Along with a number of people, I have been extremely saddened to hear the recent news of the death of Dmitri Smirnov, the Russian-born composer whose love for Blake was such that he became a committed Anglophile and spent most of his career creating stunning and innovative compositions that set a multitude of Blake’s works to music.
Having contracted COVID-19, he passed away on Thursday, 9 April, leaving behind his wife – herself a great composer of note – and their children, Alissa and Philip. I had been in correspondence a few times with him because of our shared love for Blake, and there follows a piece I wrote on him as part of a wider essay dealing with the musical reception of Blake in Europe:
When Fitch was compiling his original catalogue in the late eighties, however, he noted that Soviet-bloc nations had yet to discover Blake, with two ‘startling’ exceptions (1989, xxiv). Elena Firsova’s (b. 1950) Proritzanye (Augury) is an impressive large-scale symphony composed in 1987-88, but it is the work of her husband, Dmitrii Smirnov (b. 1948), which demonstrates one of the deepest and most impressive engagements with Blake among the works of any composer. Born in 1948 in Minsk, Smirnov studied with Nikolai Sidelnikov, Edison Denisov and Yury Kholopov at the Moscow Conservatoire, as well as being influenced by Philip Herschkowitz, who introduced him to the serialism of Anton Webern, which Smirnov would combine with Franco-Russian sensualism (Smirnov no date). One of the most important Russian modernist composers, and one of the founders of the Association for Contemporary Music in Moscow in 1990, he and his wife moved to England in 1991.
The influence of Blake on Smirnov cannot be understated, beginning with his piece for soprano, flute, viola and harp, The Seasons, based on the four poems from Poetical Sketches, first performed in Moscow in 1980 and then arranged as a symphony, performed by the Latvian Symphony Orchestra in 1981 (F1148, F1144). Thus began a decade during which Smirnov returned to Blake again and again, demonstrating a deep knowledge of Blake’s works (which he often translated into Russian),4 whether occasional pieces such as ‘To the Muses’ (included in the 1982 Ballada for Saxophone and Piano) or much more extensive pieces like the operas, Tiriel (1983-85, F1154), which premiered in Freiburg im Breisgau in 1989, and Lamentations of Thel (1985-86, F1146), performed in the same year at the Almeida Festival in London.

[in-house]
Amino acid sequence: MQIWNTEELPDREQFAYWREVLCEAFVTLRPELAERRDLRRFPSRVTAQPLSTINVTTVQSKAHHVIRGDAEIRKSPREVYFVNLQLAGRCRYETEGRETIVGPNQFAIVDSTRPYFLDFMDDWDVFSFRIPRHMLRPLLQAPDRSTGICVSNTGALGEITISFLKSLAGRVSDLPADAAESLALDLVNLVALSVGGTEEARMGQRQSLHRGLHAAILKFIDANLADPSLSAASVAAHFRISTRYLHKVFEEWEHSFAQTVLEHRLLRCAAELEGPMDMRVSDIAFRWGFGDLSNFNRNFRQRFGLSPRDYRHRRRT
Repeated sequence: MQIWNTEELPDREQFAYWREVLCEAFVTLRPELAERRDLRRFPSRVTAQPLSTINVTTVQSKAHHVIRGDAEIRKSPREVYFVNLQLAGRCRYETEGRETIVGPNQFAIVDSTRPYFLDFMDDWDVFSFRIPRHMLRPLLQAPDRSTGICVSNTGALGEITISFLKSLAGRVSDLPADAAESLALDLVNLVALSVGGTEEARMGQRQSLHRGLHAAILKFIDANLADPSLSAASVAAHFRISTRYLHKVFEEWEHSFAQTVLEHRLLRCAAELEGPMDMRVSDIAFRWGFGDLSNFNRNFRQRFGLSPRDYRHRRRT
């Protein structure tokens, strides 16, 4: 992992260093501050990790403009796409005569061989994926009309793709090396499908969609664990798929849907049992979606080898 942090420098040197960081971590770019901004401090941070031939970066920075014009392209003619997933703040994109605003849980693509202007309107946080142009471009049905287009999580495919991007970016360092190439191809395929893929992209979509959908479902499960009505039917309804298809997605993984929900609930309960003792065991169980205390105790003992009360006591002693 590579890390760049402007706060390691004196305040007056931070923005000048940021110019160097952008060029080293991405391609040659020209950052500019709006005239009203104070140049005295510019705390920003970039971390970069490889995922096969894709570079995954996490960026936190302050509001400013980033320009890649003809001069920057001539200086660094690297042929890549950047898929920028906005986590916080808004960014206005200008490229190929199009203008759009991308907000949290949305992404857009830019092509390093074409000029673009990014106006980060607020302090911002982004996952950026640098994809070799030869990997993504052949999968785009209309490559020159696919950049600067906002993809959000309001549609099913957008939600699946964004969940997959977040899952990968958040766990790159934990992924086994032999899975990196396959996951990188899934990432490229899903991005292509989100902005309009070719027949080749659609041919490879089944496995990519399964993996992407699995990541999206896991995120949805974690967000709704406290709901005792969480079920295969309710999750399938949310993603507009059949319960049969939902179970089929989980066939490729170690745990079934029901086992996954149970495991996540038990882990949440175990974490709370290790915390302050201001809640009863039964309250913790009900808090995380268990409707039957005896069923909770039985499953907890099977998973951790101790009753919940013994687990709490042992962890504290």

The 1980s represented a particularly intense period for Smirnov’s engagement with Blake (although by no means encompassing all his compositions at that time, which also drew upon writers as diverse as Shakespeare, Pushkin and Pasternak), and after his move to England he continued to draw inspiration from Blake, increasingly drawing upon the paintings which were now more readily available to him, as in his series of four ‘Blake Pictures’ (The Moonlight Story, Jacob’s Ladder, Abel, and The River of Life), composed between 1988 and 1992. His performances in England were enthusiastically received, with Stephen Pettitt praising the premiere of Jacob’s Ladder for The Times in 1991. Although Blake’s influence has been less prevalent on Smirnov’s work in the twenty-first century, he continues to be an important source, for example in the ‘Blake’ Sonata No. 6, performed in London and Cambridge in 2015. A number of Smirnov’s works were also included in the 2011 programme held to celebrate Blake’s birthday at the Pushkin State Museum of Fine Arts in Moscow, as part of the William Blake and British Visionary Art exhibition.